As you may or may not have noticed, it’s been a bit of a quiet summer on the old opera front. Your Opera Correspondent has had to fill his time going to movies, drinking gin and watching reruns of MacGyver (I just had to see what Patty and Selma were on about). So you can imagine my excitement when the postie delivered my copy of Kara McKechnie’s Opera North (Historical and Dramaturgical Perspectives on Opera Studies).
McKechnie’s book is a timely and exhaustive history of the only major English opera company outside of London, Opera North based in Leeds, and is therefore important to any cultural survey of the North. It is as weighty and handsome as any opera lover could wish for, supported by a wealth of richly coloured illustrations.
I say timely because not only does it lay out the chronological history of the company from its inception in 1978 to the present day, it also shows the struggle for artistic independence from an over-privileged and preening capital at a moment when the debate about the notion of a Northern Powerhouse is starting to take centre stage in our political arena (or at least will when the Southern media stop wetting themselves over Nazi monarchs and coke-sniffing lords).
McKechnie eruditely maps out the beginnings of the company as a Northern outpost of English National Opera (ENO) called English National Opera North. At a time in the 70s when Northern audiences were poorly served by cheap touring performances by ENO and Sadler’s Wells someone pointed out to the Arts Council that ‘for just a bit more money, you could found an opera company in the North of England’. And so the idea of Opera North was born.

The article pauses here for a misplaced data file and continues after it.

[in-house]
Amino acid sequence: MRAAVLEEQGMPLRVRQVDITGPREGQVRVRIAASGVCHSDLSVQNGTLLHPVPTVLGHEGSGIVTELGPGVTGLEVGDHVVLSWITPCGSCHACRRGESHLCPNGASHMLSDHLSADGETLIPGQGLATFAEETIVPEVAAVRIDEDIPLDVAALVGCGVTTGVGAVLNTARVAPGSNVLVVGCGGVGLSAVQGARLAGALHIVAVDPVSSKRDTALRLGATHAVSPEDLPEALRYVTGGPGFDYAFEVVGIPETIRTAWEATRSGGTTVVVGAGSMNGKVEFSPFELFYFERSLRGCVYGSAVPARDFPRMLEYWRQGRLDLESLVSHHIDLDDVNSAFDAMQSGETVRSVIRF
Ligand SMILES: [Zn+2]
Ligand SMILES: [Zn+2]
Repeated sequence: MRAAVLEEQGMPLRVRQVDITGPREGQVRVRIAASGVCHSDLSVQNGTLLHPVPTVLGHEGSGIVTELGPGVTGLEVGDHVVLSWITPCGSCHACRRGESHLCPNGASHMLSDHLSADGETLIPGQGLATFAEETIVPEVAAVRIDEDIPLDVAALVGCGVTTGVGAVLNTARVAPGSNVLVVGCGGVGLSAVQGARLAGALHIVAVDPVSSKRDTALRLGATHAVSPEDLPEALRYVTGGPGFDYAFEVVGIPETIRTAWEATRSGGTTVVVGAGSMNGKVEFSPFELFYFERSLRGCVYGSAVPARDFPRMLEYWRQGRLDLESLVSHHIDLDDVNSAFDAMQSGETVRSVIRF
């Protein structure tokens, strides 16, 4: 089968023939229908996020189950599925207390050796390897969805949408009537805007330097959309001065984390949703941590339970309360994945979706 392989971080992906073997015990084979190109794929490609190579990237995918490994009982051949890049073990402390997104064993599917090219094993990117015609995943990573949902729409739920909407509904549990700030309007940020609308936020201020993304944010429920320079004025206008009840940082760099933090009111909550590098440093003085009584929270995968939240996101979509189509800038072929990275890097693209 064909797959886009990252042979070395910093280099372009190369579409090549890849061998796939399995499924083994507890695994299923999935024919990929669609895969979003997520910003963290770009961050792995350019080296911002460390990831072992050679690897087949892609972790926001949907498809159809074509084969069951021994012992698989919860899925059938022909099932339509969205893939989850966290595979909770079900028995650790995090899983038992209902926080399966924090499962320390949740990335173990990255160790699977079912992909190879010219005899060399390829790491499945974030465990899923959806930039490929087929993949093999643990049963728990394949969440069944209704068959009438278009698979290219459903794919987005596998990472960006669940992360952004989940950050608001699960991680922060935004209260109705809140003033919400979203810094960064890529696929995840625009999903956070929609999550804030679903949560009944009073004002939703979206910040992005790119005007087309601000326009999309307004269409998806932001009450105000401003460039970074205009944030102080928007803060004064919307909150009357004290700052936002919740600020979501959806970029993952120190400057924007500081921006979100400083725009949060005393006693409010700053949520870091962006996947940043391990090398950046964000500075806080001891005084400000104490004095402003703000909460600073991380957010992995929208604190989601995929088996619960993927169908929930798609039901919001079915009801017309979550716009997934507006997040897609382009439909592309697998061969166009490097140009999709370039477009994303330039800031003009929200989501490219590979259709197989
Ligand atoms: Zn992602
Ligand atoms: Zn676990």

What McKechnie does so well is weave the complex history of Opera North as an opera company, its many triumphs and near disasters, the devotion of its directors, designers, performers and administrators as well as the almost fanatical following of its committed audience base to explain the company’s longevity and success. But she also interweaves this with Opera North’s constant and continuing fight against the geographical bias and financial clout of an over-centralised Southern arts establishment.
McKechnie also demonstrates her understanding of the Arts Council’s hold on the purse strings of culture and its kow-towing to its political paymasters. McKechnie notes that had Thatcher come to power six months earlier the foundations of Opera North might not have been laid: according to English National Opera North’s first musical director, David Lloyd-Jones, ‘1978 was a close thing’. She comments, with knowing understatement, that the ‘real difficulty was not going to strike until a few years later….whereby the Arts Council moved from ally to gatekeeper’.
McKechnie’s book is a testament to Opera North’s survival through the growing confidence in its individual artistic voice, increasing financial stability (which was rocked by the crash of 2008) and boxing clever with the Whitehall mandarins who ‘should have been bussed up to Leeds to see how totally un-elitist the potential audience for opera is”.
Opera North – and with it this book – means so much to me as I graduated from Leeds Poly in 1979 on the eve of Thatcher’s first win. Feeling beaten and without hope, in 1984 I was taken to see their production of Nabucco at Leeds Grand. Well, it was a revelation. I cheered, I cried, I even shouted ‘Bravo’ and for a few hours, I could ‘fly…on golden wings’. Every time I go to the opera I still feel the same. I want to thank McKechnie for reminding me where that feeling came from. Brava, author, brava.
Opera North (Historical and Dramaturgical Perspectives on Opera Studies) is published by Emerald